Each year, we have the amazing privilege of helping people to change their lives. To achieve amazing health goals – which are deeply satisfying. To create new futures. It’s a joyful privilege to witness what people can do in their own lives. Everyday people with all sorts of barriers and challenges and disabilities. Over the years, we have learned a few things about what separates those who eventually succeed from those who don’t. As you consider your own health goals, here are a few, critical tips from our most successful clients:
• They want it. A lot. They want it more than they want the security blanket of the status quo or repeating the past. Overall, people who succeed in changing their lives aren’t smarter or luckier than the rest of us. They don’t have easier or simpler lives. They still have kids and pets and in-laws and busy schedules and demanding bosses. They have fears and troubled relationships and bills to pay and hang-ups from their childhood. But making the change they want doesn’t slot into their To-Do list somewhere between organizing photo albums and cleaning out the garage. It’s at the top. Yes, the top. Above a whole host of errands and should-dos and have-to-dos and things they could choose to feel guilty about. They put themselves first. They stop waiting for time to focus on their goals; they make the time. They also know courage isn’t about being fearless; it’s about making your goal more important than the fear.
• They don’t expect it to be easy. For most people, change is hard. Wanting it is easy. Talking about it is easy. Doing it is not. You have to be willing to keep going on the days that stink. Those who succeed are not derailed by struggle. Because they set realistic expectations, the hard days aren’t a surprise or a reason to “give up”. But they don’t focus on the hard days, the slip-ups, or the missed opportunities. They don’t worry about how fast or how perfectly they meet their goals. They keep visualizing what they want. They keep it alive with belief.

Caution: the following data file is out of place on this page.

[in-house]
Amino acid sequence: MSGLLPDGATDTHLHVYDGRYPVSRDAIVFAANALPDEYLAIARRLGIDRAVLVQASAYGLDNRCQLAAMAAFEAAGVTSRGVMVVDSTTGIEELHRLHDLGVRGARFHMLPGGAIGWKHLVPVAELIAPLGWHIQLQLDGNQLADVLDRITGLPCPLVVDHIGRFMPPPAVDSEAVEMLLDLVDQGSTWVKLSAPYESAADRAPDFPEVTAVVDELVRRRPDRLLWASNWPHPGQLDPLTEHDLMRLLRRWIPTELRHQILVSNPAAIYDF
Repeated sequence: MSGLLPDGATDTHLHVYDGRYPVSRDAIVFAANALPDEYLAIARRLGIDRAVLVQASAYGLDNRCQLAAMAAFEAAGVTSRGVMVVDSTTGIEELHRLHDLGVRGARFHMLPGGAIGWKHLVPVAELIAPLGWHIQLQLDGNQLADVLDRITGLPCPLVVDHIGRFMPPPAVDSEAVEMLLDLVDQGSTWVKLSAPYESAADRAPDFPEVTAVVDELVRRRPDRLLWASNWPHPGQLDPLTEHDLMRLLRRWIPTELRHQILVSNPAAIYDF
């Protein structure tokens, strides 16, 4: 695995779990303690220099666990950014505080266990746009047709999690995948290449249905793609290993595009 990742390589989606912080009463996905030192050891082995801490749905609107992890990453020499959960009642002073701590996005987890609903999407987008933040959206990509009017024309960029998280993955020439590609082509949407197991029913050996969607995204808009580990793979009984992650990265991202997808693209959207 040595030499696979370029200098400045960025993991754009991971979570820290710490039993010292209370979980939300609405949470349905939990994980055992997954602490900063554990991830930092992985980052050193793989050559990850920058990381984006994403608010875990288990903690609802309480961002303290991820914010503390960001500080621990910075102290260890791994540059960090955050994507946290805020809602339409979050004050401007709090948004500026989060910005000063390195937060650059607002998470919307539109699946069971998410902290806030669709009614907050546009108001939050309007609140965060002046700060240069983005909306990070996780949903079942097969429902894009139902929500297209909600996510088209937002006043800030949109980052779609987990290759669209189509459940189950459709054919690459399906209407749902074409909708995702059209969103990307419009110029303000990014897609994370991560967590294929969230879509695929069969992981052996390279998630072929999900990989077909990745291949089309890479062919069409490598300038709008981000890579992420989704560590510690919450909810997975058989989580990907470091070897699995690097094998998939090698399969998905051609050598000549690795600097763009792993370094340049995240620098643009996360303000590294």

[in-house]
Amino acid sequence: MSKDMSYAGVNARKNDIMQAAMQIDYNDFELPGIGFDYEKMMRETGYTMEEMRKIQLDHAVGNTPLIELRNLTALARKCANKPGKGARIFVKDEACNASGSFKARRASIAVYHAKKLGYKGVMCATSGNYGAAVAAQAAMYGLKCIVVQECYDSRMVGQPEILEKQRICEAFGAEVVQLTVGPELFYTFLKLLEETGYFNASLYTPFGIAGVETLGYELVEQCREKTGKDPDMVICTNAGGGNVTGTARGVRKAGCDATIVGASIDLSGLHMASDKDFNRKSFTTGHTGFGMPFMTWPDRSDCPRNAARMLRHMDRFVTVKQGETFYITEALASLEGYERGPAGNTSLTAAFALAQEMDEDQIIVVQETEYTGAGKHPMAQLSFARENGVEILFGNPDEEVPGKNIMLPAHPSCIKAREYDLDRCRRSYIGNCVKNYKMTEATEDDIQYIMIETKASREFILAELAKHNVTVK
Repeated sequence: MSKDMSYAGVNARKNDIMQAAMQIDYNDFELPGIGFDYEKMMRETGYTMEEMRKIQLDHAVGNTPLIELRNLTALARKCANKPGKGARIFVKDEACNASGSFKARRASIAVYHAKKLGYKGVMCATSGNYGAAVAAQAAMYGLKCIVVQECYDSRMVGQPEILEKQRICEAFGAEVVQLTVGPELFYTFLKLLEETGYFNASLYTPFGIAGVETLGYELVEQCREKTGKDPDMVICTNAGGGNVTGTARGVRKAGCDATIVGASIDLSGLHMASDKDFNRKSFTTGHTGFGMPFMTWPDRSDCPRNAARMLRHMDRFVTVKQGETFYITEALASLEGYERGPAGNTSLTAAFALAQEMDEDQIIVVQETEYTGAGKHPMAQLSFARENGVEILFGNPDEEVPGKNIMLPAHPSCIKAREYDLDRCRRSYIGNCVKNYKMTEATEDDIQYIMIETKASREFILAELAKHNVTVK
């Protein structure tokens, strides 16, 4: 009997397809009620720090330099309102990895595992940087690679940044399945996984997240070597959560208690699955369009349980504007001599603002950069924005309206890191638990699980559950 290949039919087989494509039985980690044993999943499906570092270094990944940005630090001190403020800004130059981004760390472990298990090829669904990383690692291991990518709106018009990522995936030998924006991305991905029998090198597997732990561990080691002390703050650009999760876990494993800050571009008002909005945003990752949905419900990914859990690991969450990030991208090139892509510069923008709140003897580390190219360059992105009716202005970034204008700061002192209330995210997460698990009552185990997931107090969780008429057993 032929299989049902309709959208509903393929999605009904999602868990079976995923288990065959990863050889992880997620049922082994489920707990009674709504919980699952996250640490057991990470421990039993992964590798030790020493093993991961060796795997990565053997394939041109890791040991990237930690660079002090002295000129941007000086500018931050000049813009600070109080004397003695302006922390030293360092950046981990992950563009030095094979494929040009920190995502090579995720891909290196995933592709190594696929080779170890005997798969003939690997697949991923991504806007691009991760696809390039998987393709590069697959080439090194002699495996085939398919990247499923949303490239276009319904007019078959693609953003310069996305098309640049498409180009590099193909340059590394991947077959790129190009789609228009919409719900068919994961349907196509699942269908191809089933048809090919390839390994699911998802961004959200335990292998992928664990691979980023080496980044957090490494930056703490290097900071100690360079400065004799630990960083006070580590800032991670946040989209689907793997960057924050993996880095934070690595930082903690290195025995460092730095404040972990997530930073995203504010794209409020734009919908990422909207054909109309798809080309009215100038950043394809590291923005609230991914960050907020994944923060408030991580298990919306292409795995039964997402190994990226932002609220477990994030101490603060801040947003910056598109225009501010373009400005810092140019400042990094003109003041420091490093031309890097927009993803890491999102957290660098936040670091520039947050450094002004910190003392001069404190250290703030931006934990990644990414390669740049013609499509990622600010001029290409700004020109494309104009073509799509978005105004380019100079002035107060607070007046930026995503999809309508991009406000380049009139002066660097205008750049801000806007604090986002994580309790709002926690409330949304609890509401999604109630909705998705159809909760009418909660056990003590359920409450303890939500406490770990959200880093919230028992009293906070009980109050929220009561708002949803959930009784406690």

They also bring gentleness into the journey and make room for ups’n’downs along the way. Babies would never learn to walk if they got overwhelmed with guilt or discouragement every time they fell down. The only real failure is in Not Trying or Giving Up because the going gets rough.
• They tame the voice in their head. Even in situations where we are truly miserable, there is natural, tremendous inertia in our lives to keep things the same. We all have egos. You might think of them as sock puppets. Yours is that voice in your head streaming a constant litany of commentary, judging, justifying, and reinforcing our habits. Blah, blah, blah. In fact, we should expect this voice to push back on our efforts to change. After all, the ego’s job is to keep everything in our lives anchored to repeating our past. The sock puppet has some well-worn commentary to try to hold us back e.g. “There’s no way this is going to work. I just don’t have the time. What if I inconvenience someone? What if they talk about me behind my back? I know I’m going to mess it up. See, there I go – failing already; let’s have a cookie.”
Infants try hundreds of times to grab their toes before succeeding the first time. Hundreds! Do you think they would ever succeed if their self-talk along the way was something like, “See, I’m useless. This is never going to work. Why am I even trying?” Attempts to silence that inner voice tend to make it louder. Instead, make friends with it. Find some humor in it. Give the loudmouth sock puppet a name. Then choose not to take it seriously. Remember that voice is about keeping you stuck in your past. That is the ego’s job.
Your persistence and commitment to yourself is The most important factor in your success. We can all act to Own the life we are living and mold it into what we desire. We just have to Choose to make it so.
This blog post is for informational and educational purposes. It’s not meant to treat any health condition or to be prescriptive for anyone.
Always be sure to work with your healthcare practitioner before implementing new recommendations and/or supplements.